A friend recommended the 'new' Battlestar Galactica as being an exemplar of series characters that are engaging and change during the series. Before I shell out $100 for the complete DVD set, I thought I might get some other recommendations (both in novel series and TV series.)
Lost is a good one, I would say more so than BSG, and I am a huge BSG fan. I actually think there is a lot to be learned about writing in general from Lost. They've got the narrative hook down pat in that show, each main character changes significantly throughout the six seasons, and they execute what Ben Bova calls the 'chain of promises' quite well (Basically, stringing together narrative hooks and introducing new ones before resolving old ones).
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Osiris, you're right about the hooks in Lost, but beware the bad side effect. They 'lost' me as a viewer somewhere in the second season because I got tired of nothing ever getting resolved. Watching started to seem pointless if they weren't going to answer any of the questions they'd raised. I know some people love Lost and that's great. I just wanted to point out the potential downside of that technique. There needs to be some satisfying resolution along the way.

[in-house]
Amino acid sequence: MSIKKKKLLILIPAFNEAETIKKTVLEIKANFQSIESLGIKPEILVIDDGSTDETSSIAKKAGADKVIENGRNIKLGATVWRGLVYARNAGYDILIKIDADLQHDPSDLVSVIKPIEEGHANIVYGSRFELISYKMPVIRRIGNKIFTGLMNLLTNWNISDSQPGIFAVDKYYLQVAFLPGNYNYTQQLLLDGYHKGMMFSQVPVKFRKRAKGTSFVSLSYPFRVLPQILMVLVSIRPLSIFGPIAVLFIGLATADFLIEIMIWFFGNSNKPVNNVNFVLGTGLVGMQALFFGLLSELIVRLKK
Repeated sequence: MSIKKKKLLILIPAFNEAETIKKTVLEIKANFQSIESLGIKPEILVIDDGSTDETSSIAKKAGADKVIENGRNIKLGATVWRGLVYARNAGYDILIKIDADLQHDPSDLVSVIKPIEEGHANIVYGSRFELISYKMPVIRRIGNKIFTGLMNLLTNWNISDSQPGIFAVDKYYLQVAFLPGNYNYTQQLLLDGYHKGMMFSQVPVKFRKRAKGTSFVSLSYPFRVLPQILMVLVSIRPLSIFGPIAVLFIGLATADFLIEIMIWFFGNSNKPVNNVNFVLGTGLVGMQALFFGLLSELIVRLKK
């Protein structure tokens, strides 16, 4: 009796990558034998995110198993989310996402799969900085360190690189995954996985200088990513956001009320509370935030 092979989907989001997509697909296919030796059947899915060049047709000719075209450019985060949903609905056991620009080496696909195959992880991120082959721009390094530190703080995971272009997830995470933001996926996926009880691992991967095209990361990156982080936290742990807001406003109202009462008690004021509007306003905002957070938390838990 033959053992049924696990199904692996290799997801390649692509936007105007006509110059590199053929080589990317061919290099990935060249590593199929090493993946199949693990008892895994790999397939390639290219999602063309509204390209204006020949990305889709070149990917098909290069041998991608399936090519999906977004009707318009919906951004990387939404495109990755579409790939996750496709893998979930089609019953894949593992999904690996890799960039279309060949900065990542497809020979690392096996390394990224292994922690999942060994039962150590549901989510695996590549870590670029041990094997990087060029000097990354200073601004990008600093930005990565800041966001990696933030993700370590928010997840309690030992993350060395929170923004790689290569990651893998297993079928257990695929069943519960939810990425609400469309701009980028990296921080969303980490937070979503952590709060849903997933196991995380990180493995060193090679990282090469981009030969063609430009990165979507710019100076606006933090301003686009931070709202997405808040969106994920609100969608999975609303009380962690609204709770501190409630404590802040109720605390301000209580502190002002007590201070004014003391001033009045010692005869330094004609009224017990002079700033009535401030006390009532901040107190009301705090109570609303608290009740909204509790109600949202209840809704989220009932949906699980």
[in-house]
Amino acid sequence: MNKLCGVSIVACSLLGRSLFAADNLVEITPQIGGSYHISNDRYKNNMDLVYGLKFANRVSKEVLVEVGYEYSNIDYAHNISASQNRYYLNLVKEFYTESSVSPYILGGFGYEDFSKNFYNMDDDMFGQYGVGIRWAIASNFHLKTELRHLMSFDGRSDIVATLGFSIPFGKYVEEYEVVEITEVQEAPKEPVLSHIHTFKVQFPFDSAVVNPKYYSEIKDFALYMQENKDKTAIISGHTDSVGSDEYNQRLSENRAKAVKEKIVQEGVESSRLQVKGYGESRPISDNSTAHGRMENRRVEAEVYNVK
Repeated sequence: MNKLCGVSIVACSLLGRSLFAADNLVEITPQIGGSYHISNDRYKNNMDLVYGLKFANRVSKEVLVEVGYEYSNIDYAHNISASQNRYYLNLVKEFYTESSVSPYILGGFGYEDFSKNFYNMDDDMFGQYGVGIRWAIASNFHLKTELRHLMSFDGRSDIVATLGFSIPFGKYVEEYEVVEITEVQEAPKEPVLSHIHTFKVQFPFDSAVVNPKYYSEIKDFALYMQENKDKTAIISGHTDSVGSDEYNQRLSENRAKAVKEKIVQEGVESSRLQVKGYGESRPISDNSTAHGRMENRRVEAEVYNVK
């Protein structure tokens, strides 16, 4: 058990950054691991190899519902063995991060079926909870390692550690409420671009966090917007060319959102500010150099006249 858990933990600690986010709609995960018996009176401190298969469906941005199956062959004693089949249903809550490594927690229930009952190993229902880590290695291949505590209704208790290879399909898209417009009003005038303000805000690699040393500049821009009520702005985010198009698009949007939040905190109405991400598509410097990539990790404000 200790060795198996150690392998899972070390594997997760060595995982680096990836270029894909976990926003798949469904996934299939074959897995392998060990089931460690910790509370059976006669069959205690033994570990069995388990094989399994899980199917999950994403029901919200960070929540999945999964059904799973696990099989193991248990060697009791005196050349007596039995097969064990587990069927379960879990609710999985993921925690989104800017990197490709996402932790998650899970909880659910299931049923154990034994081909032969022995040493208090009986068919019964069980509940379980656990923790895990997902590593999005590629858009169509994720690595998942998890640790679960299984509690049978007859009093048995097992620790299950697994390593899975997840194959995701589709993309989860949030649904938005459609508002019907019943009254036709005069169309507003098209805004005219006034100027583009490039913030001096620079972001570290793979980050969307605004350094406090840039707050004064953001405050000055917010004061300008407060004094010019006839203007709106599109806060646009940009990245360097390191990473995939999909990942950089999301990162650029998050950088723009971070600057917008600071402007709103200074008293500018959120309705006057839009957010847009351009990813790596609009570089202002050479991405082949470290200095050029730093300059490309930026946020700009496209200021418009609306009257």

I have to agree with Merlion-Emrys; Babylon 5 shows has characters that change. However, B5 was originally written as a five-year series. This allowed them to maintain continuity unlike, say, Star Trek, which has only one season written at a time.
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Genevieve, I think I didn't experience the problem you mentioned because I hadn't started watching the series until Season 6, so I could watch one episode after the other at my leisure. They do resolve their hooks, they just took a long time to do it.
You are absolutely right though, if you do not resolve your hooks, you are in fact breaking your promise to the reader (hence not following the chain of promises concept). Similarly, if you take too long to satisfy the reader/viewer, you can lose them. What I am trying to do in the novel I'm working on is have several 'chains of promises' in which some hooks get resolved within the same chapter, some span several, and some take the whole novel to get resolved.
Ive thought that Firefly/Serenity had well developed characters with established and varied voices. Probably two profane for most audiences but Deadwood had extremely complex characters that were well developed.